Universities should do more to track and prevent homelessness among their students and can play a significant, wider role in supporting efforts to end all forms of homelessness, our latest policy paper published in partnership with the Higher Education Policy Institiute argues.
It says universities have done too little to collect data on rates of homelessness among UK students or conduct research into its nature, causes and potential solutions.
The paper says it is ‘striking’ how little robust data exists on homelessness among current and former students, despite anecdotal evidence and some snapshot surveys suggesting that some universities have underestimated levels of ‘hidden homelessness’ such as sofa surfing among their students. It has been published jointly by the Higher Education Policy Institute and the Centre for Homelessness Impact.
It also points to higher than expected numbers of students who were unable to leave university campuses or accommodation during the COVID-19 lockdowns as they were estranged from their families or had nowhere to go. A large survey by the National Union of Students in 2020 found a similar picture.
The paper, written by Greg Hurst, a former Education Editor at The Times, and now at the Centre for Homelessness Impact, calls on universities and higher education bodies to research and track homelessness among current students, former students who quit their studies and recent graduates. This could be done with light touch surveys, undertaken in partnership with student unions, snapshot national polling commissioned from specialist market research companies, and adding a question on housing status to the optional bank of questions in the National Student Survey.
Watch the video below to hear more from Greg Hurst about the importance of this policy paper.
The University of Glasgow has announced plans to research homelessness among its students.
Those students who are identified as experiencing or at risk of homelessness should receive targeted support such as short-term financial assistance or access to accommodation especially at the start of the long summer vacation. Some universities might improve their continuation rates by doing so, it argues.
Students are, the paper emphasises, less likely than people of their age in the general population to experience homelessness, which is closely associated with poverty and adversity in childhood and UK students should also have access to maintenance loans and other support.
Nevertheless, with 2.7 million students in the UK, a drop-out rate of 5.3 per cent and a continued policy focus to widen participation by bringing more people from disadvantaged backgrounds into higher education, it argues that universities should treat student homelessness more seriously.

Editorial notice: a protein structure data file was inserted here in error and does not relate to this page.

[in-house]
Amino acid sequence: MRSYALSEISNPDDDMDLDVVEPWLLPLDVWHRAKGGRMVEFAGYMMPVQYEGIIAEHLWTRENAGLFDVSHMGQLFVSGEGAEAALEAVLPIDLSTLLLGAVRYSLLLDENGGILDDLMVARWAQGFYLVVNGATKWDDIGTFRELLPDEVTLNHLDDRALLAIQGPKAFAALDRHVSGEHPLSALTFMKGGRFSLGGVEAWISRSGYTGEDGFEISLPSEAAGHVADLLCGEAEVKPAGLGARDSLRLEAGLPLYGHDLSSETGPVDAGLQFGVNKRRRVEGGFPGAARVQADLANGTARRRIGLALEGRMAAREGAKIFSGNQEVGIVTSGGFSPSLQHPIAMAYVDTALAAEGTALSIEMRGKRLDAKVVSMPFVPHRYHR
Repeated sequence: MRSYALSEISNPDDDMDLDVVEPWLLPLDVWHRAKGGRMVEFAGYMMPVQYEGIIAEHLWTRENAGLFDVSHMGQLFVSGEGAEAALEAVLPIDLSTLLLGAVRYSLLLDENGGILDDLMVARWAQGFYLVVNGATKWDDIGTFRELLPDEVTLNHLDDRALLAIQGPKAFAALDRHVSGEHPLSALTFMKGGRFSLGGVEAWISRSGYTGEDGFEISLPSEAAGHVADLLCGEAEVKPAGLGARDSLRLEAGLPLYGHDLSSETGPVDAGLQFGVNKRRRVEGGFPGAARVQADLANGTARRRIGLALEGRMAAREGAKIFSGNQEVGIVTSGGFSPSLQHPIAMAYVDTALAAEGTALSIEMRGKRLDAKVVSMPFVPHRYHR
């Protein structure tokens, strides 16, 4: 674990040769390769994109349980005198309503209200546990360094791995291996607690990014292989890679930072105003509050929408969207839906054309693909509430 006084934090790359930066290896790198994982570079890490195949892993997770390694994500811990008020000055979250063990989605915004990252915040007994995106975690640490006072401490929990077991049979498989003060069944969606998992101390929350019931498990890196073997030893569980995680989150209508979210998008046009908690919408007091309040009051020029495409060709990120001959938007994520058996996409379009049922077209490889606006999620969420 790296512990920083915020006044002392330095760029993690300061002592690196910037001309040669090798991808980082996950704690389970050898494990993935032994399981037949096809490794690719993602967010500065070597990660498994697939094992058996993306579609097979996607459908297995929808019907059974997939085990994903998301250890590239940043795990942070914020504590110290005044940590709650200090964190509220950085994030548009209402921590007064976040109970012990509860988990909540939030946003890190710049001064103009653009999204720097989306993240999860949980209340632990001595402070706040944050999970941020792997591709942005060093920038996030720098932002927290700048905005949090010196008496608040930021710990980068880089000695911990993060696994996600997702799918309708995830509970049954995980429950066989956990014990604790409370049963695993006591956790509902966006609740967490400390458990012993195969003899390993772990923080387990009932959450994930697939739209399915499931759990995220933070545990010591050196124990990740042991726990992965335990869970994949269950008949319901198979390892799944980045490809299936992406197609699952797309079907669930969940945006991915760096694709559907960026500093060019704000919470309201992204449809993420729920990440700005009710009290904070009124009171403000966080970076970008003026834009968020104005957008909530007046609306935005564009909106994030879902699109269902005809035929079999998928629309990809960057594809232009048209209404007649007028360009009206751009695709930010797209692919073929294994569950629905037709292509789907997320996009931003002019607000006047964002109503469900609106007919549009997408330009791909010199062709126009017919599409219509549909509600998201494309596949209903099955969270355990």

The paper also urges universities to do more to end homelessness through their research and teaching, and in their civic roles as major and often dominant actors in the local economies and communities in which they operate.
Greg Hurst, from the Centre for Homelessness Impact and formerly Education Editor at The Times, said:
‘Widening access to higher education means broadening the composition of a university’s student body and, therefore, admitting more students whose past experiences and circumstances mean they face a higher risk of homelessness.
‘As we experience a surge in inflation to beyond 9 per cent this is likely to mean that from autumn more students struggle to pay higher food and energy costs alongside their rent. Many universities could and should ask themselves if they are doing enough to prevent homelessness among their current and recent students.’
Professor Mary Stuart, Emeritus Vice-Chancellor at the University of Lincoln and Vice-Chancellor’s Fellow at La Trobe University, Australia, said:
‘It is important to recognise that universities can provide some parts of the solution for some people affected by homelessness.
‘There is some effective work that universities already do tackling homelessness but the value of this piece is that it contributes to an emerging debate about students and housing which most universities would recognise is an area of concern.’
The prevalence of homelessness tends to be higher in university towns and cities, in some cases strikingly so.
A comparative analysis for the paper between homelessness in towns and cities with universities and homelessness in large towns without a university illustrates this. It looks at homelessness trends in seven local authorities that have universities with traditional residential study models: Brighton and Hove, Cambridge, Kingston upon Thames, Manchester, Nottingham, Oxford and Reading. These trends are compared with the pattern in seven of the largest towns in England without a university: Mansfield, Milton Keynes, Peterborough, Wakefield, Warrington, Wigan and Wirral. In the university towns and cities there are consistently higher absolute numbers and rates of applications for homelessness assistance, rough sleeping and households in temporary accommodation.
Data from the Office for National Statistics shows that university towns and cities include a younger population and residents who are more likely to live in flats and to rent rather than own their accommodation and therefore have a larger rental market. High local housing costs is a contributory although not a prime cause of homelessness.
The philosophy of using evidence to end homelessness
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